Michael and Nikki Fischer's Blu prefab home was built in a factory and shipped to their property outside Breckenridge, Colorado, in boxes. It was to be raised like a barn, with one 300-square-foot loft of the 2,000-square-foot house destined to be a yoga and meditation room. But unlike a barn, the Fischer home features walls that are threaded with wiring and filled with eco-friendly insulation, and a roof that has built-in solar panels. Being gentle on the earth and building a healthful home is part of prefab's appeal, says Steve Glenn, owner of the prefab company Living Homes and a decades-long yogi. "Many people who do yoga value homes built in a healthy and sustainable way," he says. "And one of the ways to do that is prefab."
Modern prefabricated homes, designed by just a handful of architects, are built in factories and shipped to the building site either in partially constructed sections or in panels that fit together like a puzzle. They're designed to be minimalist, energy efficient, and light on the landscape, and yogis like Michael Fischer say they encourage mindfulness and respect for the earth.
Unlike purchasing an existing house, Fischer says, building a prefab home gave him the opportunity to see how its construction affected the planet. The Fischers toured the factory where the walls were made, and they observed that each scrap of wood was reused. Buying a prefab home also allowed Fischer to be mindful of the impact the structure would have on the land where it was built. He plans to turn the trees that were cleared to make room for the house into furniture for the inside.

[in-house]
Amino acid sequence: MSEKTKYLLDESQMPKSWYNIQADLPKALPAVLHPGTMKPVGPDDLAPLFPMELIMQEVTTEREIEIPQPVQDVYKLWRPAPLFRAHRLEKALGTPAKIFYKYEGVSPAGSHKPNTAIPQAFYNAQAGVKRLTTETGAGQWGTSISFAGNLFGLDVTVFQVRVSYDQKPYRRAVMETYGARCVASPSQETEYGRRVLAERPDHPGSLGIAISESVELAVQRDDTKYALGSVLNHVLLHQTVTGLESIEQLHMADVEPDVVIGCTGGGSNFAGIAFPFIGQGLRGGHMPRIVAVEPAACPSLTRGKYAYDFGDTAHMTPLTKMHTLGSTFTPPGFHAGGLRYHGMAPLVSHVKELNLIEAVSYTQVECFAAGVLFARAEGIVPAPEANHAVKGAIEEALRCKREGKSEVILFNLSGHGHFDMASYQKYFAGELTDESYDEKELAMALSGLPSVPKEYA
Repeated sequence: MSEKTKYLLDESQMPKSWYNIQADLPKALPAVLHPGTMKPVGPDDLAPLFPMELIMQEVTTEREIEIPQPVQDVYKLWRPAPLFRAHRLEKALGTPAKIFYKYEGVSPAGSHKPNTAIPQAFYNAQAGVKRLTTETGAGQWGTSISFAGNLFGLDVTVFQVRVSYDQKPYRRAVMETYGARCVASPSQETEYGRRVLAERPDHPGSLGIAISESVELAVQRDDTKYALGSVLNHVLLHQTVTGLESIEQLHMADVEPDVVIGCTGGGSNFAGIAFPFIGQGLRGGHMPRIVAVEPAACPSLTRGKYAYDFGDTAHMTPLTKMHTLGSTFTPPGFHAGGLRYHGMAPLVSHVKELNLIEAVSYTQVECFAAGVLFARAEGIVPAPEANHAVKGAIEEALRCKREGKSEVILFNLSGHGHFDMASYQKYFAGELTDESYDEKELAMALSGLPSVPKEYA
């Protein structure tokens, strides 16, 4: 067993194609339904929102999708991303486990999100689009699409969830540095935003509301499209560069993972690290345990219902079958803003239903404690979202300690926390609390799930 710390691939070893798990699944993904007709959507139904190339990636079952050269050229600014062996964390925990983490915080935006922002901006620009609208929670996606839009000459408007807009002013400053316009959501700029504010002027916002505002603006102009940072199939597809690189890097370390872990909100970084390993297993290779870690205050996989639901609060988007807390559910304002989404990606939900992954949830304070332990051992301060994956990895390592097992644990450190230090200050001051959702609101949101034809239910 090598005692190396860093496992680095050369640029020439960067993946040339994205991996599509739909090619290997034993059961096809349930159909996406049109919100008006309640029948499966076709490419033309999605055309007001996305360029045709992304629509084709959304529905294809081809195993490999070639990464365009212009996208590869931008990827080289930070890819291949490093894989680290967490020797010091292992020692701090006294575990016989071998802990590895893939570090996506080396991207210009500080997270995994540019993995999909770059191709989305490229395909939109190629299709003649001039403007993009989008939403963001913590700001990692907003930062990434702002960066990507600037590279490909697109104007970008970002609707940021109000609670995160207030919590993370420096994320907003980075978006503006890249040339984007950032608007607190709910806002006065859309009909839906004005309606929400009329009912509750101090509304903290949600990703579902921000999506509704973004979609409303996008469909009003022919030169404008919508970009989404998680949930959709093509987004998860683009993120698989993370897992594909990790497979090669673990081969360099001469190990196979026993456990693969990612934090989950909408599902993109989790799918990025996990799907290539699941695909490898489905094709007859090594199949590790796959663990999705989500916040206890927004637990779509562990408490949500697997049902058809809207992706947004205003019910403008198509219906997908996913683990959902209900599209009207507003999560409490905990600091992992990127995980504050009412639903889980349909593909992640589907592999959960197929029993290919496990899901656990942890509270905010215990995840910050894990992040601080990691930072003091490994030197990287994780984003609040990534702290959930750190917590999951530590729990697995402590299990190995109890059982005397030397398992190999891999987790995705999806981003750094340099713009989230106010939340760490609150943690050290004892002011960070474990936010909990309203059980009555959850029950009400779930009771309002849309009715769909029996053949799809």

"The reason I do yoga is to put myself in a frame of mind and an environment that encourage spirituality," says Fischer, who has practiced hatha yoga for a decade. "Building this home did that for me. I don't feel like I'm taking something away from the earth. I feel like I'm putting myself in a space where I can feel at one with my home and the environment all at once."